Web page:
One of the great things about America is that anyone can be an American.
While still an imperfect union, the United States of America has welcomed immigrants from all over the world. Many modern American success stories, like the stories of America’s first inventors, investors, and captains of industry, started somewhere else.
The U.S. boasts a rich culture and great wealth; much of it brought to American shores from far distant places. America’s success is hardly an argument for American exceptionalism; rather, it is an argument against it.
You don’t have to be born in the U.S. to be an American; to create a great American company, to leave a legacy, to contribute your intelligence, hard work and talents to this grand experiment in multiculturalism, self-governance and the free market.
With people immigrating to the U.S. has come an expanded cultural heritage, a more dynamic experience for everyone. From India for instance, immigrants to America brought, among other things, the influence of great leaders like Mohandas Gandhi.
Besides shaping American cultural icons like Dr. Martin Luther King, Jr. with a legacy of nonviolent resistance, Gandhi's historic coalition building stands as a sterling example for a diverse nation like the U.S.
Coalition building, Gandhi's enduring legacy of uniting people of all backgrounds to work together for a common goal, is something sorely needed in American life today. Bipartisanship, unity, and compromise have become taboo in our hyper-partisan era.
But not for everyone. Not for an Indian-American student of Gandhi.
Young Raj Patel. (Photo: Courtesy of Patel Family)
Raj Patel was born in India in 1968, the same year his father moved to the United States. Young Raj lived with his uncle and mentor in India until 1984, when he moved to the U.S. to further his education.
Patel soon graduated from the New York Institute of Technology with a degree in computer hardware technology.
Working with his entrepreneurial father, Raj Patel soon owned and operated fast-food and grocery franchises from New York to Virginia: Dunkin Donuts, Baskin Robbins, Subway, Blimpie, TCBY Yogurt Shop, convenience stores, card and gift stores. His businesses created jobs for over 300 employees.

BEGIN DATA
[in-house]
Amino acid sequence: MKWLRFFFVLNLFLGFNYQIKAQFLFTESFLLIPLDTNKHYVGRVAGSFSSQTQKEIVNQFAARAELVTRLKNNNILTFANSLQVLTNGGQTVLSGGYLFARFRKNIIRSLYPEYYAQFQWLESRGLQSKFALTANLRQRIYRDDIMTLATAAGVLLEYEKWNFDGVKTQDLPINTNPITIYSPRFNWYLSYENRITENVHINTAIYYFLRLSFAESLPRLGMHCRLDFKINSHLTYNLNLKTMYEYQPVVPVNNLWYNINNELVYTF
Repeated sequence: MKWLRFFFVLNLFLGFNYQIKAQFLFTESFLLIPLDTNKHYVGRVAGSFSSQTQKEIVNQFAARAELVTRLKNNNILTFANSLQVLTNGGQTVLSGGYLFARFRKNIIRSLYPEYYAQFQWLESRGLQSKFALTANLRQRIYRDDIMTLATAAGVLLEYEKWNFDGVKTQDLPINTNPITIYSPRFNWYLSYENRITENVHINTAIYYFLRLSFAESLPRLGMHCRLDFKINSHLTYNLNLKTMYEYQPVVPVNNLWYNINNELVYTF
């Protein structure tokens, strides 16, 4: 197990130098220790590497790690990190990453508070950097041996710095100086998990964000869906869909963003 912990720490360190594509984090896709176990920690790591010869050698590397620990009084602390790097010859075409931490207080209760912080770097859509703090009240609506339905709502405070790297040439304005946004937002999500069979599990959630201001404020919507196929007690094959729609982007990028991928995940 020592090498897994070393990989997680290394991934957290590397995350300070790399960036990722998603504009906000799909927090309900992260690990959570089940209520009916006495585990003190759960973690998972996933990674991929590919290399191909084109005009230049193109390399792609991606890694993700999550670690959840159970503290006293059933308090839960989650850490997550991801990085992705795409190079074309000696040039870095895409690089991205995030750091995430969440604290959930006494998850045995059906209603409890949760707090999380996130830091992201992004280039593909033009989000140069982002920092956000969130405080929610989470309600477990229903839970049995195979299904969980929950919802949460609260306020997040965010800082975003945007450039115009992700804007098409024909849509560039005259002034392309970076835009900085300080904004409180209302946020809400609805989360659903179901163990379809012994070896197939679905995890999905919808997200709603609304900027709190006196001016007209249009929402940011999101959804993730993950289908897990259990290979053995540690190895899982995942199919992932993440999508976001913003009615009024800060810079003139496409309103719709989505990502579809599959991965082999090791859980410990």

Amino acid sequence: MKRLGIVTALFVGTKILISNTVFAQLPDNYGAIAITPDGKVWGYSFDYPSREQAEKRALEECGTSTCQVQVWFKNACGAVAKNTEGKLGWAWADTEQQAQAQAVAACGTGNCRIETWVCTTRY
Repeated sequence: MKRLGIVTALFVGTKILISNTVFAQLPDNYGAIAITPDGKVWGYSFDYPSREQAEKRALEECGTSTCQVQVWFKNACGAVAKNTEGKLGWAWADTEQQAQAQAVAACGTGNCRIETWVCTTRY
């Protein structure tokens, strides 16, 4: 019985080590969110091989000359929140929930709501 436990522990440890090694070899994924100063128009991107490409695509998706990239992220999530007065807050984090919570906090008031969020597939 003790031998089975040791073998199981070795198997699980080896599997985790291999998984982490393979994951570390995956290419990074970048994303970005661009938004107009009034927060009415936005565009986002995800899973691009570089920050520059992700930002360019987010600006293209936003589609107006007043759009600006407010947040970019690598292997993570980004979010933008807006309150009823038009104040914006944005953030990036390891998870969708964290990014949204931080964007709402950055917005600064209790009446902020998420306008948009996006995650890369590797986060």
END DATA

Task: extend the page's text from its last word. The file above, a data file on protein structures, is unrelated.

Patel was encouraged to get involved in real estate development after the U.S. S&L crisis in the late 1980s. The Savings and Loan crisis saw the collapse of more than 1,000 S&Ls, costing the U.S. government more than $100 billion.
During that time period, Raj Patel and his father moved away from grocery and fast food businesses and shifted to real estate. Patel and his father decided to dedicate themselves to providing and stimulating economic growth at a time when the country was facing a recession.
They began providing affordable housing for low and middle income individuals in Northern Jersey in what would eventually become formalized as Taylor Boehem Real Estate.
Since starting, the family business has faced multiple recessions, but has managed to withstand the many challenges and prosper.
With this prosperity, the Patel family has been involved in philanthropic pursuits in India and the United States, avidly donating to temples working to restore areas damaged by floods and other natural disasters in India.
The Indian-born philanthropist and his family generously helped endow the development of a school in Panchmahal, Gujarat, India. Local residents can attend the school free of charge and gain access to the kinds of resources that help low income communities prosper.